''Buffy''

Slaytime is Over

The Slayer line ends (sob!) -- but at least ''Buffy'''s series finale went out with a suitable surprise, says Rachel Lovinger

David Boreanaz, Sarah Michelle Gellar, ... | ANGEL OF DEATH Buffy and Angel say their goodbyes
ANGEL OF DEATH Buffy and Angel say their goodbyes

The Slayer line ends (sob!)

As anyone knows after seeing the opening credits, oh, about 144 times, there's a main premise behind the ''Buffy'' series:  ''In every generation there is a chosen one. She alone will stand against the vampires, the demons, and the forces of darkness. She is the Slayer.'' Though those words were spoken for the first time many years ago, they held true right up to the final episode. So what better way to buck storytelling convention one last time, and give closure to the series, than to break down the notion that began it all -- the singularity of the Slayer lineage.

In the end, it's the season's Big Bad -- The First Evil (or as Buffy likes to call it, ''The Taunter'') -- that helps Buffy realize how to win the fight:  She finally starts questioning why she has to die for the potentials to get their power. Earlier in the season, she watches as the ancient ''Shadow Men'' use magic to create the first Slayer by chaining up a girl and allowing demonic forces to enter her. Disgusted by this cowardly violation, she rejects their ''offer'' to help her acquire the power she needs to fight the First. But in this week's episode she realizes that maybe theirs isn't the only way.

In fact, the Scoobies have their own untapped mystical resources. With the scythe forged by prehistoric forces that fell into Buffy's hands a few episodes ago, she realizes that she has the catalyst Willow can use to overturn the ''one generation, one Slayer'' rule and cast a spell that will activate Potentials everywhere, all at once. (That includes the army of little girls the gang has been protecting and training for the past few months.)

And why not? Why should the power and responsibility of the Slayer be unique and isolating? Why shouldn't every girl have the opportunity to be the savior of humanity or the master of her own destiny? Why should the chosen ones have to feel so desperately alone? In the end, Joss Whedon sacrifices his own dramatic creation to tell the ultimate story of female empowerment and to set his characters free. His final message (to the viewers and the characters) seems to be, ''The metaphor is finished. Now take what I've given you and run with it.''

Presumably, now that Slayers are plentiful, Buffy and her friends can live a somewhat normal life. First there should be a moment of silence for fallen comrade, Anya (who was so convinced that everyone else was doomed to be fodder). But mostly there's good news:  Giles and Xander are free to meet up with Andrew for all night Dungeons and Dragons marathons. Willow can finish college and continue to explore the joys of a tongue-pierced girlfriend. Wood can show jaded Faith that she hasn't figured out all there is to know about men. Dawn can resume being a teenager. Buffy can go back to a more normal pace of growing up. And, more importantly, she can go shopping. Yes, life may be comparatively mundane, but haven't they earned it?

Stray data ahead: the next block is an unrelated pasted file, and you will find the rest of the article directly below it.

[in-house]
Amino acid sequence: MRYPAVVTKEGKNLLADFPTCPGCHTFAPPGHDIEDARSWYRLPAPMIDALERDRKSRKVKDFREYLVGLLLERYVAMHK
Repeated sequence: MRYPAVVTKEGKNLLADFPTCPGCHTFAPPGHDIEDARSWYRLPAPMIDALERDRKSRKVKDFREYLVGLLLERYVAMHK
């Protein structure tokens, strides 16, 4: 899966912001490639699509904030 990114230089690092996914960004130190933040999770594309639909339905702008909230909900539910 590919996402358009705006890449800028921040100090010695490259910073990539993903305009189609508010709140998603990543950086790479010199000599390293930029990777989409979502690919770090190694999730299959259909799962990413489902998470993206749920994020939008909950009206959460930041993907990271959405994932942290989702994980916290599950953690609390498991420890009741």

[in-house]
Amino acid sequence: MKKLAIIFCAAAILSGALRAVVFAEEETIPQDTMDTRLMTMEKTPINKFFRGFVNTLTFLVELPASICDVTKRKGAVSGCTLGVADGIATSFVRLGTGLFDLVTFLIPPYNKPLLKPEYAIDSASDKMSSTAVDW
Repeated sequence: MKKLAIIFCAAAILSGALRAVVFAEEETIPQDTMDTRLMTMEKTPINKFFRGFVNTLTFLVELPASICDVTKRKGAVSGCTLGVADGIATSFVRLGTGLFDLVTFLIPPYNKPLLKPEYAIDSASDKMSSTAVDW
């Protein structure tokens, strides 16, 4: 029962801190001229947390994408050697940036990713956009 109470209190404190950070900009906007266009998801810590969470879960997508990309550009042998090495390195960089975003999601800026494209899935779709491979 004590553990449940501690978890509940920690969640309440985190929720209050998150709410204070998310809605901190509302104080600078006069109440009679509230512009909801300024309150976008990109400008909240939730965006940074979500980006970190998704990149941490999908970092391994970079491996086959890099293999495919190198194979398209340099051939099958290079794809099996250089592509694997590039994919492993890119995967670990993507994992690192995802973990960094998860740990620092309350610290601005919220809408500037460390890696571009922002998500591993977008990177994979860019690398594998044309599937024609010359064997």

Just in case you aren't ready to completely give over to a vampireless reality, don't forget our two favorite bloodsuckers, who aren't likely to resume ''normal'' life anytime soon. Angel returns to L.A. to continue the fight on that front, and to wait for Buffy's cookies to bake. He's going to have to wait a long time, but as the man said, he ''ain't getting any older.'' It'll be interesting to see how the events in the crater formerly known as Sunnydale will affect what happens next season on ''Angel.''

Then there's Spike, whose heroics with the soul-igniting amulet destroy The First, the army of uber-vampires, and the Hellmouth.  Though he's consumed by that blaze of power, people who sacrifice themselves in mystical ways in the service of good tend to resurface when they're needed. (Yup, James Marsters has signed on to join the cast of ''Angel'' in the fall.) The question, as always, is how will he have changed when he's resurrected? And will the fact that Buffy is no longer in the picture eliminate the ''jealous vampire crap?'' As William himself might say, ''Not bloody likely.''

So, believe it or not, that's it for ''Buffy.'' What did you think of the series finale?

Originally posted May 21, 2003
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